Photos of flaming tires, police in riot gear and sniper victims in Kyiv finally grabbed the attention of all the major television networks. Conspiracy theories, rumors of higher prices and lost jobs are blowing up Facebook and Twitter. For the Americans just beginning to pay attention to demonstrations that started 3 months ago over a conflict that goes back over 10 years, the swirl of lies, betrayals and ominous warnings make it hard to tell the “good guys” from the bad. Who should we believe? Putin says this – “Aren’t Russians our friends now?” Merckel says that – “The EU may be our competitors, but also our best allies.”
Jesus said. “Blessed are the shalommakers for they will be called sons of God. Blessed are those who are persecuted because of righteousness, theirs is the kingdom of heaven.” Making peace Jesus’ way does not mean taking a quiet seat next to a still pond watching the birds sing. It is costly and dangerous.
One one eventful day Jesus stood before: his top religious and judicial leaders — Annas & Caiaphas, then the hastily assembled Sanhedrin court; his political rulers — Herod and Pilate; the military — temple soldiers arrested him; then Herod’s soldiers mocked him and the Roman soldiers flogged him. Finally, he stood before the public, his own people who had turned into the Jerusalem mob. He never displayed fear in the face of his persecutors. He prepared for his enoromous, awful day with a prayer vigil. We cannot tell if the strain he displayed speaking privately to His Father was over the execution he knew was coming or the unprecedented separation death would create between the Father and the Son of God.
Jesus told his followers they would be blessed for making peace. But he also said standing for peace for the gospel’s sake would be costly. Following his example requires physical courage and the will to risk one’s personal reputation to be a peacemaker like him. Like Him we are expected to tear down barriers and speak from a kingdom-of-God perspective, rather than a nationalist one.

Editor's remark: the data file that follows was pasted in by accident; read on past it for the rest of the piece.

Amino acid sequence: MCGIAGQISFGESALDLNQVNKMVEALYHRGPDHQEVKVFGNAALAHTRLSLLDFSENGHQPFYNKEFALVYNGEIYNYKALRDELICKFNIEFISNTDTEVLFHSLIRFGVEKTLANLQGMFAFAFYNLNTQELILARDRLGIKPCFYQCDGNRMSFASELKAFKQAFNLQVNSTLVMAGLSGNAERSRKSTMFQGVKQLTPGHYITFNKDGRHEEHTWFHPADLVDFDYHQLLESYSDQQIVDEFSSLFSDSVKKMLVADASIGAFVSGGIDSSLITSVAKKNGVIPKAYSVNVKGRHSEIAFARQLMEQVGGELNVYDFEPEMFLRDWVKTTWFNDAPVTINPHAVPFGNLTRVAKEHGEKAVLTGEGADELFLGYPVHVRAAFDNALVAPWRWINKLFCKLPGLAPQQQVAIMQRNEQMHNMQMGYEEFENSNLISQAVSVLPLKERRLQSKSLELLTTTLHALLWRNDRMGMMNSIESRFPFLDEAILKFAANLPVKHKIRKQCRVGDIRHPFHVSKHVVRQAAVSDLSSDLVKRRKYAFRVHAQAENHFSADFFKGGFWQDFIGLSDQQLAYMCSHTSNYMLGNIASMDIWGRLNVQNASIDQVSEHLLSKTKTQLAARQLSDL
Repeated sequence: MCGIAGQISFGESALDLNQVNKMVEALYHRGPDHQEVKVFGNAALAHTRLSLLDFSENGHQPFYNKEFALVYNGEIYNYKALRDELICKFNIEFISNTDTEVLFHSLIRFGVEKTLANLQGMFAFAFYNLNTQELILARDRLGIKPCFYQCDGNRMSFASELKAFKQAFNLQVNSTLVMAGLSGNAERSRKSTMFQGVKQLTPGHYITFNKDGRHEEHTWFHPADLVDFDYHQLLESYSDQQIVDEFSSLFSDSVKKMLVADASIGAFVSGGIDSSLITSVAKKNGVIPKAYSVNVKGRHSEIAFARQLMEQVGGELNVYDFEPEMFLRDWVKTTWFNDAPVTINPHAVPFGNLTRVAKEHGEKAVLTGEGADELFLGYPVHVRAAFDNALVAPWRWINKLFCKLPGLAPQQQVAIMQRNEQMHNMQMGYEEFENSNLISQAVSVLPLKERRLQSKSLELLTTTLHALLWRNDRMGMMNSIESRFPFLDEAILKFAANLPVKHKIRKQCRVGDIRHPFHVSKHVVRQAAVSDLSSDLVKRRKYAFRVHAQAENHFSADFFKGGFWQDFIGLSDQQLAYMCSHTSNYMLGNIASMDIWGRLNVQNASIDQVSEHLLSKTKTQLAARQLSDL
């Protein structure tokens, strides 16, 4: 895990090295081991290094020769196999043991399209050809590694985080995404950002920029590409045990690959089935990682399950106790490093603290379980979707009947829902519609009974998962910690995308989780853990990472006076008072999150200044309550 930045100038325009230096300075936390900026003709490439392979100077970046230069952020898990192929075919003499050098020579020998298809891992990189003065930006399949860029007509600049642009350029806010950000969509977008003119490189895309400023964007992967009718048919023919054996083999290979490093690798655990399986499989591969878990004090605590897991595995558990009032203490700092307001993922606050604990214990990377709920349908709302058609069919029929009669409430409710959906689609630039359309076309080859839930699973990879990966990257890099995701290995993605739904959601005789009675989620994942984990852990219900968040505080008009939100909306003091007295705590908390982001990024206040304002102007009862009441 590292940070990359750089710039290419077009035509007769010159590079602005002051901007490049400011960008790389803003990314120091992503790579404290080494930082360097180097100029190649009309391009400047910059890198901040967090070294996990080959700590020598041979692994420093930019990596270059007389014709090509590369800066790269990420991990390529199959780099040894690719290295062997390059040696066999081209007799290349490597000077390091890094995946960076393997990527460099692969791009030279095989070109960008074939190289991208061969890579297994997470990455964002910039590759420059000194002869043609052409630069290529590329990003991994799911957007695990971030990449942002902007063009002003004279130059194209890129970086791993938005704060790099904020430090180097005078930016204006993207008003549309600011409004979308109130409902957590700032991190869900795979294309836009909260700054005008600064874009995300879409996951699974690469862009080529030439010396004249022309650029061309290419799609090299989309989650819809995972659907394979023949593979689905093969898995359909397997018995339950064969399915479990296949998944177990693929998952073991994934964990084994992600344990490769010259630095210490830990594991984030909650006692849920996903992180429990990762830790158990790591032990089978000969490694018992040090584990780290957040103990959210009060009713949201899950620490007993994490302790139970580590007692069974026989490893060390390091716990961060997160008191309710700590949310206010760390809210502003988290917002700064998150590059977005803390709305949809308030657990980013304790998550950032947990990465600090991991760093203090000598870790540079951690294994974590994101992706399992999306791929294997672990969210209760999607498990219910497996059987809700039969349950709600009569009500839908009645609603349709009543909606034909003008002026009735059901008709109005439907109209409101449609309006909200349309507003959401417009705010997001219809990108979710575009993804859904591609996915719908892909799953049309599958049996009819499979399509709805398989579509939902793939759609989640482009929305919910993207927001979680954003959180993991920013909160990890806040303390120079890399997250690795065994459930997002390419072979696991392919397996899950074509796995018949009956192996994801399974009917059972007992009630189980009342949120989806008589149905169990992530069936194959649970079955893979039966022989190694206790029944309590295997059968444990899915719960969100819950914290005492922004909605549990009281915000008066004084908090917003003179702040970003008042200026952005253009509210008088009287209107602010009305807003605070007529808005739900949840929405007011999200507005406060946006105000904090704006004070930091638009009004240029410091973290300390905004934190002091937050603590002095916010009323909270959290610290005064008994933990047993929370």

I have observed that grounded believers are acting as peacemakers and ambassadors for Christ. They are choosing what to say in the pulpit, the market and the town square in their neighborhood in light of their Savior’s example. How do they stand with their Lord in these situations?
Orthodox priests have taken to standing between demonstrators and riot police and praying for them both. Some of our Protestant friends have prayed with demonstrators at Maidan Square and served all comers with cell tents, blankets, warm food and a cell phone charge. Last week a lay preacher from a Kyiv Baptist church became the acting president of the nation until Ukraine votes what to do next.
Imagine you are Turchynov and must pick up the phone to talk with a regional govenor who refuses to recognize your authority or respond to a mafia boss or oligarch who is offering to help, an ambitious politician who wants influence in your administration, an army general with soldiers facing a roadblock, a reporter, a police chief, a foreign banker, …
Shall we not pray for our friends making decisions right now in Ukraine, Poland and Russia? Pray for believers choosing today to say kingdom words of peace to neighbors in Ukraine, Poland and Russia!